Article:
Stepper Vs. Servo Motor

The Stepper Vs. Servo motor debate is a very hot topic and you will find excellent arguments for both systems.  In reality, both types of motors work extremely well when the CNC machine is properly designed.

The following comparison assumes the quality, size and features (excluding feedback) are the same.  The characteristics are listed in Alphabetical order as opposed to relevance.

Characteristics Stepper Motors Servo Motors
Availability Stepper motors are readily available from a number of sources ensuring that we can purchase the motors and drivers in a timely basis minimizing back orders. Servo motors are harder to source and not as readily available.
Stepper motors brake extremely well. Servo motors do not brake as well as stepper motors.
Cost Stepper motors are less expensive than servo motors with the same power rating. Servo motors are more expensive than stepper motors with the same power rating.
Direct Drive
Stepper motors provide excellent torque at lower speeds (rpm) allowing the motor to be connected directly to a lead screw, ball screw or rack & pinion drive. Servo motors operate better at high rpm and not so well at low rpm.  In order to operate at normal feed rates when cutting a servo motor requires a gear reduction.
Efficiency Stepper motors consume more power and produce more heat and operate at about 70% efficiency. Servo motors are more efficient yielding between 80% and 90% under light loads.
Frame Size Stepper motors come in a variety of NEMA sizes; however, they do not come in as many frame sizes as servo motors in the large size motors. Servo motors are available in a wider range of sizes from smaller to large motors.
Heat Production Stepper motors draw current regardless of load.  The excess power is dissipated as heat. Servo motors draw current proportional to the load resulting in low heat production.
Motor Life Stepper motors only have one wearing part (bearings) resulting in longer motor life. Servo motor brushes should be replaced every 2,000 hours or operation.  Servo motors also have encoders that may need to be replaced periodically.
Noise Stepper motors produce a slight hum.  Noise does not affect the performance but it is noticeable. Servo motors produce very little noise.
Overload Safety Stepper motors are highly unlikely to be damaged by mechanical overload. Servo motors may be damaged by a mechanical overload.
Power Range Stepper motors do not have as broad of power range as servo motors. Servo motors have a broad range of power ranges.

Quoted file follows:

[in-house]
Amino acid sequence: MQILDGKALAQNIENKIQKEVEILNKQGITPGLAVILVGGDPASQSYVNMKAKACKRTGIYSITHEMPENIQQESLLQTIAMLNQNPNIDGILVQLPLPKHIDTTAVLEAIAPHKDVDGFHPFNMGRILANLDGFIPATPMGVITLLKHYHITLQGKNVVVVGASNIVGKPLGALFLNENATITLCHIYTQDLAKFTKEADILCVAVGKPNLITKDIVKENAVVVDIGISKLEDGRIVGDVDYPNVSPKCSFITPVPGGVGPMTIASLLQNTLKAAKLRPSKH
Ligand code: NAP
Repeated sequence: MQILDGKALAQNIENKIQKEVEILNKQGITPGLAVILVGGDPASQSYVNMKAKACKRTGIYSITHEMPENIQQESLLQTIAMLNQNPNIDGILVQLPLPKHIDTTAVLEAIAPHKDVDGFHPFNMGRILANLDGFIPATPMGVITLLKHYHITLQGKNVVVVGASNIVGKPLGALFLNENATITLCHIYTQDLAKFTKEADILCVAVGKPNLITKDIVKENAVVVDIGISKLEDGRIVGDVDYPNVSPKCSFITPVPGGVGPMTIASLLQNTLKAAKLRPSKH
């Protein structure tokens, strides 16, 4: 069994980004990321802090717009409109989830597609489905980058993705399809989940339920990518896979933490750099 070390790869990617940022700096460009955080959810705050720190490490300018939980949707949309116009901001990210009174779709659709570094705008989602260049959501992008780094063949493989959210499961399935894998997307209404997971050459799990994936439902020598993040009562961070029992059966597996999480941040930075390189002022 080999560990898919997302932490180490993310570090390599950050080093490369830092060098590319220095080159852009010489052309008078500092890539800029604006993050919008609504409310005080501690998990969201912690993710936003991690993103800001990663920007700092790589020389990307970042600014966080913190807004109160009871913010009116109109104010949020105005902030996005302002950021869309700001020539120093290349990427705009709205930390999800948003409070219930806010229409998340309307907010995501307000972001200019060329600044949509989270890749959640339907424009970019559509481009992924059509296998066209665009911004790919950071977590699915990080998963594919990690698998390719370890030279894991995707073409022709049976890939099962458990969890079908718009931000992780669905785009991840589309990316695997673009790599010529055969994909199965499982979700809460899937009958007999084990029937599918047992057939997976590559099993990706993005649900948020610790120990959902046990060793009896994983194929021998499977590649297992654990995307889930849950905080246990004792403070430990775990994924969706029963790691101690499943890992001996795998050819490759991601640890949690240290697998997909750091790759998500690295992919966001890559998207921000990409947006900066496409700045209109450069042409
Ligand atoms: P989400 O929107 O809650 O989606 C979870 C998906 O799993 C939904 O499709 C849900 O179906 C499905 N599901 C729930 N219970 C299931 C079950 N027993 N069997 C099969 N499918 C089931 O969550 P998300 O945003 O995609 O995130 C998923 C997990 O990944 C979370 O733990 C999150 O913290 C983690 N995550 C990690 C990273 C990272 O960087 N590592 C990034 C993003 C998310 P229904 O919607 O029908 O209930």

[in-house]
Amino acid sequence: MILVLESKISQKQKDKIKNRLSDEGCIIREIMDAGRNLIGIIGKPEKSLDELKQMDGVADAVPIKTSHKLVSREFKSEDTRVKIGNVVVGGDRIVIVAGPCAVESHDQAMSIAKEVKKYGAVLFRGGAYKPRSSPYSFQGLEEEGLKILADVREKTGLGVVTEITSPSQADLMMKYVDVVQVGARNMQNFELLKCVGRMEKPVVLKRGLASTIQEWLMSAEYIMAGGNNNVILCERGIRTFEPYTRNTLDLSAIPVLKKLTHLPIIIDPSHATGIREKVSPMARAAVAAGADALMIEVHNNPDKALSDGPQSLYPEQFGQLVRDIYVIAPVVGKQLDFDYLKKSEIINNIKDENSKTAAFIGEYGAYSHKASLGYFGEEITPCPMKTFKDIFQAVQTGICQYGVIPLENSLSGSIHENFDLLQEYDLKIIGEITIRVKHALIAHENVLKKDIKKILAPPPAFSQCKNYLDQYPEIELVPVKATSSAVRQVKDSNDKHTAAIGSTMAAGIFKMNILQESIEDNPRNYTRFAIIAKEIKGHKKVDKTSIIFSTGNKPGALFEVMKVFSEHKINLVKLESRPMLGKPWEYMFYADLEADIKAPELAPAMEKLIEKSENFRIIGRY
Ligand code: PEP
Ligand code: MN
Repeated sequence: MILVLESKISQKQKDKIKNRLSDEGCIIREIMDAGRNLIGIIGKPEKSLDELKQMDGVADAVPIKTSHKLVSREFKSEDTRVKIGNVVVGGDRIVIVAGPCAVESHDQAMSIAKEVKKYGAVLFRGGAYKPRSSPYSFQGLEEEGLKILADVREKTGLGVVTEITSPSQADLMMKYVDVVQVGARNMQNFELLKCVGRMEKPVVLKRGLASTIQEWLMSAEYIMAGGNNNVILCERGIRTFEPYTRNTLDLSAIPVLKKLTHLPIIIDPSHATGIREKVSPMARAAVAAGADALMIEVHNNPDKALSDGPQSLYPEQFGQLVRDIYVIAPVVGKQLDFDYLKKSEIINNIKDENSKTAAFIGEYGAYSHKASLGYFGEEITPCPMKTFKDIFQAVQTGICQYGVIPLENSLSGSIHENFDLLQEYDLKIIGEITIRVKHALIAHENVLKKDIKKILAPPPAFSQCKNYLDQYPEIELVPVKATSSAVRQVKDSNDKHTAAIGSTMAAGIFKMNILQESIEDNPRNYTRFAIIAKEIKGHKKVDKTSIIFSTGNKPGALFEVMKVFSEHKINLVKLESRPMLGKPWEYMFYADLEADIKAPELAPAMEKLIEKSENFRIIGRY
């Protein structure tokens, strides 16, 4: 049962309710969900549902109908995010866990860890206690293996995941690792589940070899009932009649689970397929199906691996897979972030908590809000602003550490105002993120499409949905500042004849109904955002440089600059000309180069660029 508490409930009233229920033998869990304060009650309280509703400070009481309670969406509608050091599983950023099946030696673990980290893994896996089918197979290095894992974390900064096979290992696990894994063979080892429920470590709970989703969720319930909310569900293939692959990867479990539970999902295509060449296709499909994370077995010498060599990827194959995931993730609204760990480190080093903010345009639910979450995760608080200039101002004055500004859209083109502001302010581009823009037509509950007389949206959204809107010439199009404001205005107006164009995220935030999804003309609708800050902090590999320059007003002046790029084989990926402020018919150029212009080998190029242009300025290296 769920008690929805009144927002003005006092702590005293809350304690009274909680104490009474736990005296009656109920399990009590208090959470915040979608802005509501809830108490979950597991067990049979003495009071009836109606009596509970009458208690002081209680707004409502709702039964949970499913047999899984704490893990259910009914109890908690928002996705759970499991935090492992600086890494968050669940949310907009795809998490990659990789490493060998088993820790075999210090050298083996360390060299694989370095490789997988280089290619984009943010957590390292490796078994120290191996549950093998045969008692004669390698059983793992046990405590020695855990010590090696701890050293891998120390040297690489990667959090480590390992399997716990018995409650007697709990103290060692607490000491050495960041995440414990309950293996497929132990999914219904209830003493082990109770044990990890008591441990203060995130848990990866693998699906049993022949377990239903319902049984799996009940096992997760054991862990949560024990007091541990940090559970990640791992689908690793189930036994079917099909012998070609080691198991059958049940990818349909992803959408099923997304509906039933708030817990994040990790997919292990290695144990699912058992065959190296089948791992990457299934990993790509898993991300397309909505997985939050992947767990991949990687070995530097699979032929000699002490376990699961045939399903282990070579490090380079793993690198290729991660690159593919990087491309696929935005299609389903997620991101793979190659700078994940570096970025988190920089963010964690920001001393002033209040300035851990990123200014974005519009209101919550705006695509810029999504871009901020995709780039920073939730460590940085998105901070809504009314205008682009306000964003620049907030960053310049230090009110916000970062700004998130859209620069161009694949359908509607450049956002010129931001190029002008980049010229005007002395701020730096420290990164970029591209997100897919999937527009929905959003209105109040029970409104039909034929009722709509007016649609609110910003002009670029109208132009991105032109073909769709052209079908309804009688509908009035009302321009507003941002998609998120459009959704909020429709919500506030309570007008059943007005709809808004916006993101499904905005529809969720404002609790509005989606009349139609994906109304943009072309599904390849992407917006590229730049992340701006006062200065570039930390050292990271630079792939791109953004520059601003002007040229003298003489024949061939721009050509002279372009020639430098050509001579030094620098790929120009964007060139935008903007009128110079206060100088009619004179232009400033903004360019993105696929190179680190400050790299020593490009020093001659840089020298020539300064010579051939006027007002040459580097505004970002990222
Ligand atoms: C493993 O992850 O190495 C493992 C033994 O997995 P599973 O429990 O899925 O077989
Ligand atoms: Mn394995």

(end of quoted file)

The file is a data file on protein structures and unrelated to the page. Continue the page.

Power to Weight Ratio Stepper motors are less efficient than servo motors resulting in a smaller power to weight ratio. Servo motors have excellent power to weight ratio.
Reliability Stepper motors are extremely reliable in a wide range of environments. Servo motors are less reliable than stepper motors because of the encoder.  The overall reliability or servo motors is also dependent upon the environment and how well the motor is protected.
Repeatability Stepper motors have very good repeatability with little or no tuning required. Servo motors have very good repeatability if setup correctly.  Encoder quality can also affect repeatability.
Power & Torque
Stepper motors do not have reserve power. Servo motors can produce up to 200% of the continuous power for short periods of time.
Resolution Stepper motors have a broad range of resolution when using drivers with micro-stepping capabilities.  The resolution is determined by the driver. Servo motors also have a broad range of resolution which is determined by the encoder.
and Vibration
Stepper motors vibrate slightly and may have resonance. Servo motors do not have vibration or resonance issues.
Setup Stepper motor setup is extremely easy.  They are practically plug-and-play. Servo motors are more difficult to setup requiring tuning of the closed loop variable circuit (PID) to obtain correct motor function.
Torque at
High Speed
Stepper motors rapidly lose torque at 90% of their maximum rpm. Servo motors maintain their rated torque up to about 90% of their no load rpm.
Torque at
Low Speed
Stepper motors provide excellent torque at low rpm. Servo motors require low friction and gear reduction to maintain torque at low rpm.
Torque to
Inertia Ratio
Stepper motors do not accelerate loads as well as servo motors. Servo motors are very capable of accelerating loads.
Versatility Stepper motors are very versatile in their use for CNC applications.  Because of their simplicity they are found in a very broad range of applications. Servo motors are also very versatile in their use for CNC applications but are not as cost effective or simple to setup and maintain.